0
We're unable to sign you in at this time. Please try again in a few minutes.
Retry
We were able to sign you in, but your subscription(s) could not be found. Please try again in a few minutes.
Retry
There may be a problem with your account. Please contact the AMA Service Center to resolve this issue.
Contact the AMA Service Center:
Telephone: 1 (800) 262-2350 or 1 (312) 670-7827  *   Email: subscriptions@jamanetwork.com
Error Message ......
ARTICLE |

Clinical Significance of Early vs Late Hypotensive Blood Pressure Response to Treadmill Exercise

Gordon Watson, MD; Eileen Mechling, RN; Gordon A. Ewy, MD
Arch Intern Med. 1992;152(5):1005-1008. doi:10.1001/archinte.1992.00400170089017.
Text Size: A A A
Published online

Background.—  It is generally believed that exerciseinduced hypotension is the result of severe left-main or triple-vessel disease. Since this is not invariably so, and since most studies were performed in male populations, this study was done to determine the frequency of, and the significance of, exercise-induced hypotension in a more general population.

Methods.—  The treadmill exercise tests of 4850 consecutive patients performed at a university medical center over a period of 7.5 years were reviewed. To identify patients for further analysis, a hypotensive blood pressure response was initially defined (1) as a progressive fall in systolic blood pressure, (2) as a failure of the systolic blood pressure to rise more than 5 mm Hg during exercise, or (3) as an initial rise followed by a fall below the resting standing systolic blood pressure.

Results.—  The incidence of exercise-induced hypotension so defined was less than 2% Exercise-induced hypotension occurred in two patterns. An early hypotension response was defined as a fall in systolic blood pressure of more than 10 mm Hg, associated with symptoms or ST-segment depression, during the first 5 minutes of exercise or as a progressive fall in systolic blood pressure of at least 20 mm Hg. The majority of patients (nine of 10) with an early hypotensive response had severe coronary artery disease. The late hypotension pattern was characterized by an initial rise, followed by a fall in the systolic blood pressure with continued exercise. Only half of the patients with this pattern had significant coronary artery disease, and half of the patients had other causes for exercise-induced hypotension. A late hypotensive response was six times more frequent than an early hypotensive response.

Conclusions.—  This study identified two patterns of exercise-induced hypotension. Early, almost always due to severe coronary artery disease, and late, six times more common than early in which only half were due to coronary artery disease. Causes of a late hypotensive response to exercise that were not due to severe coronary artery disease included valvular heart disease, orthostatic hypotension, cardiomyopathy, idiopathic causes, and drugs. Drugs that contributed to a late exercise-induced hypotension response were diuretics, vasodilators, and negative inotropic agents.(Arch Intern Med. 1992;152:1005-1008)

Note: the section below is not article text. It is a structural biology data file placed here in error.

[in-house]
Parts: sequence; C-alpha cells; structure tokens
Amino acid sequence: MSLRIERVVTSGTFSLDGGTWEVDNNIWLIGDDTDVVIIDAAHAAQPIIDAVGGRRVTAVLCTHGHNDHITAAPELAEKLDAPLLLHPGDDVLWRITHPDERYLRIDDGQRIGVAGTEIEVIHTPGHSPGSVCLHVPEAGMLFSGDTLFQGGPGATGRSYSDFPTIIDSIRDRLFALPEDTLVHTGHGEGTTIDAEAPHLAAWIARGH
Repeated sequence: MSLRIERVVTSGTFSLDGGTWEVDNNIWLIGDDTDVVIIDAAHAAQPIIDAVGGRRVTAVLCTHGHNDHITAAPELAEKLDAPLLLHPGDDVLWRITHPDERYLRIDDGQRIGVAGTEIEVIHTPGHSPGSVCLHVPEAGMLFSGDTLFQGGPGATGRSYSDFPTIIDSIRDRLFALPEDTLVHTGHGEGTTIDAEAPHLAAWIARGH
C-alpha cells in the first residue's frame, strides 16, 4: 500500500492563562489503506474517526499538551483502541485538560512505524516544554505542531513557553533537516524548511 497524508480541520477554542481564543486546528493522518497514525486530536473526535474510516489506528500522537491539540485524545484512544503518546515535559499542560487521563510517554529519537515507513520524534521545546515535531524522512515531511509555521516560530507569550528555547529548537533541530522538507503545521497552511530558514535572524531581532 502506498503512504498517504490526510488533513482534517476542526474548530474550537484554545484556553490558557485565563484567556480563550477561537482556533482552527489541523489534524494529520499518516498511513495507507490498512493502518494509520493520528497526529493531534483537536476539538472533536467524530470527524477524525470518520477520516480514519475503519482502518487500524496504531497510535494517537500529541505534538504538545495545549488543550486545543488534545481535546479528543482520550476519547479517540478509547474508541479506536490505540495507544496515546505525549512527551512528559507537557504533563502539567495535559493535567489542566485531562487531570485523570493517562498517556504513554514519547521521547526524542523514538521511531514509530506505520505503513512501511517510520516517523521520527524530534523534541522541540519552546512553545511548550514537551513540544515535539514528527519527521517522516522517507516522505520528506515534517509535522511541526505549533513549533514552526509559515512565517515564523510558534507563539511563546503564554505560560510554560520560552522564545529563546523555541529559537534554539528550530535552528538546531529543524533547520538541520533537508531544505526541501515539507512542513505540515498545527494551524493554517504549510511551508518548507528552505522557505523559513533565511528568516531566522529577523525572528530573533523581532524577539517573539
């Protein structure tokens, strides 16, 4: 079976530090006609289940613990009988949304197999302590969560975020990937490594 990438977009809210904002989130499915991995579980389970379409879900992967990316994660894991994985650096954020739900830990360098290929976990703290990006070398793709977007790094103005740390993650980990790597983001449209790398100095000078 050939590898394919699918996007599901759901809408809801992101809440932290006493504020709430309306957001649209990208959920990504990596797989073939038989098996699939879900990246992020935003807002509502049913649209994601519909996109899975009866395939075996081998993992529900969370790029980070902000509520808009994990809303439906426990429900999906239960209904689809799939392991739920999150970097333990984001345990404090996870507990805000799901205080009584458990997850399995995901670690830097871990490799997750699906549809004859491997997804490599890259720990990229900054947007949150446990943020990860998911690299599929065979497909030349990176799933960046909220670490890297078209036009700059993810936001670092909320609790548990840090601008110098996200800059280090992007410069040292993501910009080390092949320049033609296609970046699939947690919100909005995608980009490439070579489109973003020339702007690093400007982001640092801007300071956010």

Topics

Sign in

Create a free personal account to sign up for alerts, share articles, and more.

Purchase Options

• Buy this article
• Subscribe to the journal

First Page Preview

View Large
First page PDF preview

Figures

Tables

References

Correspondence

CME
Also Meets CME requirements for:
Browse CME for all U.S. States
Accreditation Information
The American Medical Association is accredited by the Accreditation Council for Continuing Medical Education to provide continuing medical education for physicians. The AMA designates this journal-based CME activity for a maximum of 1 AMA PRA Category 1 CreditTM per course. Physicians should claim only the credit commensurate with the extent of their participation in the activity. Physicians who complete the CME course and score at least 80% correct on the quiz are eligible for AMA PRA Category 1 CreditTM.
Note: You must get at least of the answers correct to pass this quiz.
Your answers have been saved for later.
You have not filled in all the answers to complete this quiz
The following questions were not answered:
Sorry, you have unsuccessfully completed this CME quiz with a score of
The following questions were not answered correctly:
Commitment to Change (optional):
Indicate what change(s) you will implement in your practice, if any, based on this CME course.
Your quiz results:
The filled radio buttons indicate your responses. The preferred responses are highlighted
For CME Course: A Proposed Model for Initial Assessment and Management of Acute Heart Failure Syndromes
Indicate what changes(s) you will implement in your practice, if any, based on this CME course.
Submit a Comment

Multimedia

Some tools below are only available to our subscribers or users with an online account.

Web of Science® Times Cited: 4

Sign in

Create a free personal account to sign up for alerts, share articles, and more.

Purchase Options

• Buy this article
• Subscribe to the journal

Related Content

Customize your page view by dragging & repositioning the boxes below.

Jobs
brightcove.createExperiences();